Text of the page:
... to keep the initiative

This might seem odd to anyone unfamiliar with the doctrine of the Army: the military institution encourages its officers to disobey! Indeed, modern French doctrine gives pride of place to audacity. One of the five founding documents that form the basis of land forces doctrine [4] deals with audacity when it deals with the principles of war and in particular freedom of action. This consists, in fact, of keeping the initiative. And this initiative is not conceivable without "the leader showing boldness". Boldness is then characterized by "a reasoned risk-taking that makes it possible to impose one's action on one's opponent".

This is a fundamental point of reference in the way military thought approaches war and its conduct: initiative. Bold initiative is the key to initiative, itself the key to battle. General Yakovleff even believes that "the mastery of initiative is at the heart of the notion of victory [...]. Initiative is characterized as holding options to be exercised. Victory corresponds to the seizure of options - and thus to the strengthening of the initiative" [5]. 5] He invites, with a small touch of provocation, the impatient reader to confine himself to this chapter, the most important in his eyes.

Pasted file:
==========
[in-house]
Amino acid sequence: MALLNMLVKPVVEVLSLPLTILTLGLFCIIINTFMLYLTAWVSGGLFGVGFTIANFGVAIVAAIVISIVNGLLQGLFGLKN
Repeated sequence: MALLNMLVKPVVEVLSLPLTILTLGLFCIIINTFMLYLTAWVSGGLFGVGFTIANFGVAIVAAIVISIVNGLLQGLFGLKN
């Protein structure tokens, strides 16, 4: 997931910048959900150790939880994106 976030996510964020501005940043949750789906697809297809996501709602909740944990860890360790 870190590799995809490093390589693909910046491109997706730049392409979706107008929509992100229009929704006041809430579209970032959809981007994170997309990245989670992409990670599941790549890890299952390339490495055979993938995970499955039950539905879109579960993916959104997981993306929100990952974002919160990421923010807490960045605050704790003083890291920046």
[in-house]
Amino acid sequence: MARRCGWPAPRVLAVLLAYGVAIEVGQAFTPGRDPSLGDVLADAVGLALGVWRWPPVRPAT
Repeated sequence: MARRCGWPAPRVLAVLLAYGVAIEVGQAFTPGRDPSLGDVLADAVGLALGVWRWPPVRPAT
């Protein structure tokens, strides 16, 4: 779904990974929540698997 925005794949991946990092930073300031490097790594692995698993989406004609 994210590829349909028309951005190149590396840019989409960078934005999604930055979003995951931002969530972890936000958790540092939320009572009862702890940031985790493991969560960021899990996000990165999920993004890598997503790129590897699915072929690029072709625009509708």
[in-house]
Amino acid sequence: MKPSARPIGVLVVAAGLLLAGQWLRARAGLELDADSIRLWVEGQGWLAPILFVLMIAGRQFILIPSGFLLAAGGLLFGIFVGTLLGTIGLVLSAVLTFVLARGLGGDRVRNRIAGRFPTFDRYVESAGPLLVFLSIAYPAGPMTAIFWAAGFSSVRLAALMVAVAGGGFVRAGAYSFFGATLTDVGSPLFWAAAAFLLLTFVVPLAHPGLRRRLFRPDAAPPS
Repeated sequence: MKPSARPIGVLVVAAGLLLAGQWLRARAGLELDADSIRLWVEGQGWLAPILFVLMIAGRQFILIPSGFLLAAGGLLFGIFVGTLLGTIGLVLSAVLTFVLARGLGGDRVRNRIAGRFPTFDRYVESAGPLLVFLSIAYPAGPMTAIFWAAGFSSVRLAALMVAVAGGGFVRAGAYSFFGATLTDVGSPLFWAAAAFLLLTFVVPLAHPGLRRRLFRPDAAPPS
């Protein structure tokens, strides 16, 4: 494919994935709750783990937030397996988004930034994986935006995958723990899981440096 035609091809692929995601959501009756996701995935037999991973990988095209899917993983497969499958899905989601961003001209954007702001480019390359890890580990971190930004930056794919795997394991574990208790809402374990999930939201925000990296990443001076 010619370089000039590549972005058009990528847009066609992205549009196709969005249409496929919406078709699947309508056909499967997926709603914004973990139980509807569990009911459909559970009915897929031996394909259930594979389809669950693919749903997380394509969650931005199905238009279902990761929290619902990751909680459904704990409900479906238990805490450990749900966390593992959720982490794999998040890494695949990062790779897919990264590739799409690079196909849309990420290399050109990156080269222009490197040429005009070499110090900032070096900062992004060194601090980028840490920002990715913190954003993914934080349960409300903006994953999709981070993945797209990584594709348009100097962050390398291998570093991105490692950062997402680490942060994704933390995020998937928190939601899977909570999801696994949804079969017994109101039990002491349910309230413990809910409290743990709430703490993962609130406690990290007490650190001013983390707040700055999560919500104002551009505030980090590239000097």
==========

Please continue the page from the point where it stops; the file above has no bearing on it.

The conception of the officer's role is a structuring element of our command doctrine: the officer must not limit his action to a scrupulous application of prescriptions and recipes, but act according to general principles. At the forefront of these principles is freedom of action. He must understand and make full use of the freedom of action given to him by his leader and define that of his subordinates. Thus, all the notions of major effect and subsidiarity, which we shall not discuss here, should be seen through the prism of these fundamental notions of daring and initiative.

Knowing, wanting and being able: how to be daring

The preceding elements enlighten us on what is at stake in the notion of audacity, the "why". But being convinced of the importance of audacity does not solve the concrete question of "how". In fact, to be bold, one must know, want and be able.

Végèce asserted that "military knowledge feeds the soldier's boldness: no one fears to execute what he knows in depth" [6]. 6] Boldness first of all requires knowing in order to understand. In an ideal world, it would be a matter of having a perfectly accurate vision of the environment in which the action takes place: knowing exactly what we are capable of achieving, what the adversary is doing or can envisage doing and, finally, knowing with certainty what he will do in reaction to our action. But war is in essence an extreme human experience. It will always, to varying degrees, escape attempts to define its contours. So we will never really know everything, or at the right time. Two fields must therefore intersect: intelligence and doctrine, and the capacity for abstraction and imagination associated with the knowledge of a phenomenon of great complexity.

This step is very important. It is the foundation on which a tactical conviction will be built. The greater the knowledge of the doctrinal framework, the greater the confidence in that conviction.